Nov
14

How to Create First Impression with a Handshake!

By

I ran into an article recently that sorta threw me off on how to give a good hand shake. It was amusing at first then understanding the power of the first impression I started remembering handshakes I’ve had recently when I met people. In my life I guess my dad taught me what made a good handshake. Not everyone had the benefit of my dad so thanks to Kevin Eikenberry I’ll share his tips here.

1. Start with eye contact and a smile. A great handshake isn’t just about a physical gesture, it is about connecting with the other person. It is a physical greeting and you want to convey your pleasure in greeting the other person. The best way to do that is with your face and your eyes.

2. Go for the thumb. Keep your hand open and make sure your handshake will be a hand shake, not a finger or palm shake. This means getting the joint of your thumb (the lower joint – the tissue between your thumb to your forefinger) nestled into the joint of their thumb. This allows you to truly have a full handshake.

3. Firm, not strong. A good handshake is firm but not overpowering. It isn’t the precursor to a wrestling match, and it doesn’t feel like a dead fish. Do you wanted to be handed or greeted with a dead fish? I doubt it! Always make your grip firm, but make adjustments based on the firmness of the other person’s grip.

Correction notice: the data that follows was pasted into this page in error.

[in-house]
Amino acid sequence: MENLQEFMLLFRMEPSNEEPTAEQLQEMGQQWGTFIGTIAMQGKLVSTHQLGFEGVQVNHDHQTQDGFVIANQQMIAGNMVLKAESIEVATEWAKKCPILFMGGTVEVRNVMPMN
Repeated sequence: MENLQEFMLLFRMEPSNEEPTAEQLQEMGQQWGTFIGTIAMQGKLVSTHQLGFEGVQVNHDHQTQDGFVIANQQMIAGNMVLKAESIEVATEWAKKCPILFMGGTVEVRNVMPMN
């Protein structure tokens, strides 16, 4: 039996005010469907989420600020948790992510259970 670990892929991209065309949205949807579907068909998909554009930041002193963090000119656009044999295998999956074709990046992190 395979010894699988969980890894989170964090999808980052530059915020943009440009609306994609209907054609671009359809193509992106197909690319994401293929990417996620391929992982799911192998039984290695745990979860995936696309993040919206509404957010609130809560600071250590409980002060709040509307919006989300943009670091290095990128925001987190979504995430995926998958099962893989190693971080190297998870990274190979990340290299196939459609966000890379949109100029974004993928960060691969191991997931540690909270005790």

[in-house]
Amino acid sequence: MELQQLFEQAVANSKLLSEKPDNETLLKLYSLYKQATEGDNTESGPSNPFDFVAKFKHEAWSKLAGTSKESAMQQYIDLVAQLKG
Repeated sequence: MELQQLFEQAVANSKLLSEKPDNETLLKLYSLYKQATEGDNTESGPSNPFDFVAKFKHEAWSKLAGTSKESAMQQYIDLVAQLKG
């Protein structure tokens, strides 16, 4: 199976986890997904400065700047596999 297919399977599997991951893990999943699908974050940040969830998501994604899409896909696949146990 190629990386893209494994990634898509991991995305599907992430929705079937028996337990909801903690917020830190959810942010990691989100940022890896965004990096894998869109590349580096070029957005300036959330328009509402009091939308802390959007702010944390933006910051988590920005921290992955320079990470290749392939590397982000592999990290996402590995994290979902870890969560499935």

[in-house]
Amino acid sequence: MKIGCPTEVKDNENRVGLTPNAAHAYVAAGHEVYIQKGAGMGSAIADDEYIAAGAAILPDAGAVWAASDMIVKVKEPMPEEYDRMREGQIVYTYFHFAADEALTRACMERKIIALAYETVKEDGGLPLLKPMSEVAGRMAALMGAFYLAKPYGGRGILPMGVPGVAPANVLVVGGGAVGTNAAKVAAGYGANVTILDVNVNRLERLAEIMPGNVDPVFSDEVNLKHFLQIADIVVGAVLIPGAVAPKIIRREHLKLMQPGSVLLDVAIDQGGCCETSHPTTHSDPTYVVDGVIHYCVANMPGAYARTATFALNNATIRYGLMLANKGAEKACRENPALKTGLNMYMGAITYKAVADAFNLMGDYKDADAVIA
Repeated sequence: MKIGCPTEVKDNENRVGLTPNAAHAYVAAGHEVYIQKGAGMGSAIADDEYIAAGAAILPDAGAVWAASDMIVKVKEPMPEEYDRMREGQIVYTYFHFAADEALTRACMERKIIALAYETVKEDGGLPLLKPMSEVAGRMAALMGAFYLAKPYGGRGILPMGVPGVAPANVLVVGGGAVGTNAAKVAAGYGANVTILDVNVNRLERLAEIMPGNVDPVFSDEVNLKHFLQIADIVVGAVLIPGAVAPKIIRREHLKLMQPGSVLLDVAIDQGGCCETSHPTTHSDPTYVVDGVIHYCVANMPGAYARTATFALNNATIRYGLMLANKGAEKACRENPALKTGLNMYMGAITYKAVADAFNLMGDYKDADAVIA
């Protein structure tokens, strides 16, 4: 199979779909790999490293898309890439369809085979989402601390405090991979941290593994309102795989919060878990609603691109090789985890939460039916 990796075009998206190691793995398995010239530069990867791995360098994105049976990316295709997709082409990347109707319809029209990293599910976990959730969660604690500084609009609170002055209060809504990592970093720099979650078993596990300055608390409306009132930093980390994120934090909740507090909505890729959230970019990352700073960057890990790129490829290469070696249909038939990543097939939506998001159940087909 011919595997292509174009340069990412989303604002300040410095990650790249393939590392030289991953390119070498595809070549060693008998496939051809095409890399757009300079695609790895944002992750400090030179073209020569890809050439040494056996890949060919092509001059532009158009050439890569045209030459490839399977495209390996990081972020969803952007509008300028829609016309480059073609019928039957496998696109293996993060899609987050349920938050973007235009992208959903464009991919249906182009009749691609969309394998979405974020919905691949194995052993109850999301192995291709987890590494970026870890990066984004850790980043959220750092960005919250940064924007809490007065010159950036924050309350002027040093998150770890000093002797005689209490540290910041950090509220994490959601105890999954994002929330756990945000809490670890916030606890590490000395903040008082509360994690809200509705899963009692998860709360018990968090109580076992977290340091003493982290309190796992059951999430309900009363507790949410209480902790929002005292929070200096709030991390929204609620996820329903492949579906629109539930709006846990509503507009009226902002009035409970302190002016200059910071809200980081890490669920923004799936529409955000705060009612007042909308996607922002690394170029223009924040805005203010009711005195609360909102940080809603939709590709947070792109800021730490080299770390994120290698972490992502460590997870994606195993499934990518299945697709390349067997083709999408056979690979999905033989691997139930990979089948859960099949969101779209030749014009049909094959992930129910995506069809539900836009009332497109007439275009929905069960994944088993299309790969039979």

4. Up and down, not back and forth. A good handshake has a nice up and down motion, not a back and forth one, as if you were jointly trying to saw some wood. Again, adjust the motion to what seems natural and comfortable to the other person.

5. Adjust duration. Some people prefer a long handshake, others prefer them much shorter. Observe the other person and adjust the duration to the situation, how well you know the person, and what seems comfortable to them.

6. Consider your left hand. While it may not be appropriate in some cultures, I often use my other hand to grasp the other side of the person’s hand or to touch their arm. This gesture makes the handshake warmer and more personal. When I am trying to convey those feelings I include my left hand as well. You might consider doing that too.

7. Close with eye contact and a smile. If the smile and eye contact hasn’t continued throughout the handshake, finish it out that way.

After re-reading and thinking about these secrets several times, I realized that the deeper key to handshakes (as with many things in life) is intention. Keep your focus on the other person, and you will naturally do many of the things on the list. You will make the handshake a natural part of your connection process. You will make eye contact. You will smile. You will connect. You naturally adjust your grip, etc. You will focus on the other person.

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More Success,
Stacy O’Quinn
888-572-8842

Comments

  1. Debo Hobo says:

    I am a sturdy handshaker, however I find that quite a few others are not. I am not sure if they don’t want to hurt my hand or they think a fishtail hand shake is appropriate in business.

    Great article…

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